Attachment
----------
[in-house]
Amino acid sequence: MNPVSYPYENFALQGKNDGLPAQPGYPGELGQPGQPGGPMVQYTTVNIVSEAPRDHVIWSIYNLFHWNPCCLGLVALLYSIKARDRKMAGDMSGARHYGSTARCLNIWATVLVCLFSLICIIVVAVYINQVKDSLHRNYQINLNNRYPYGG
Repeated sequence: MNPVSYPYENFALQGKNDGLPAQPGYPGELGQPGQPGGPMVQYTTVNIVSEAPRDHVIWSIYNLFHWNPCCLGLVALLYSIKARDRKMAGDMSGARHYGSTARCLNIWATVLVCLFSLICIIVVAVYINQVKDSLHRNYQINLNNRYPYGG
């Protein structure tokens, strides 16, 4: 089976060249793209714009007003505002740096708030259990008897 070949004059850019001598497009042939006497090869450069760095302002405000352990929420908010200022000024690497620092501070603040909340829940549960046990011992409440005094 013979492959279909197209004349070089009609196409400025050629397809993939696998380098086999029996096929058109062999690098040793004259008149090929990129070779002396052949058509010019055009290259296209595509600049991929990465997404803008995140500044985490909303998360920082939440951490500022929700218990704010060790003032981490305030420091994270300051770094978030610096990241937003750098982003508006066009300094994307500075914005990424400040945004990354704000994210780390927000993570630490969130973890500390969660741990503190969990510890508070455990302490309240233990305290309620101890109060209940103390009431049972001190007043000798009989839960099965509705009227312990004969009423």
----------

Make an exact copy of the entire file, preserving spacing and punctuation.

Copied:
[in-house]
Amino acid sequence: MNPVSYPYENFALQGKNDGLPAQPGYPGELGQPGQPGGPMVQYTTVNIVSEAPRDHVIWSIYNLFHWNPCCLGLVALLYSIKARDRKMAGDMSGARHYGSTARCLNIWATVLVCLFSLICIIVVAVYINQVKDSLHRNYQINLNNRYPYGG
Repeated sequence: MNPVSYPYENFALQGKNDGLPAQPGYPGELGQPGQPGGPMVQYTTVNIVSEAPRDHVIWSIYNLFHWNPCCLGLVALLYSIKARDRKMAGDMSGARHYGSTARCLNIWATVLVCLFSLICIIVVAVYINQVKDSLHRNYQINLNNRYPYGG
């Protein structure tokens, strides 16, 4: 089976060249793209714009007003505002740096708030259990008897 070949004059850019001598497009042939006497090869450069760095302002405000352990929420908010200022000024690497620092501070603040909340829940549960046990011992409440005094 013979492959279909197209004349070089009609196409400025050629397809993939696998380098086999029996096929058109062999690098040793004259008149090929990129070779002396052949058509010019055009290259296209595509600049991929990465997404803008995140500044985490909303998360920082939440951490500022929700218990704010060790003032981490305030420091994270300051770094978030610096990241937003750098982003508006066009300094994307500075914005990424400040945004990354704000994210780390927000993570630490969130973890500390969660741990503190969990510890508070455990302490309240233990305290309620101890109060209940103390009431049972001190007043000798009989839960099965509705009227312990004969009423």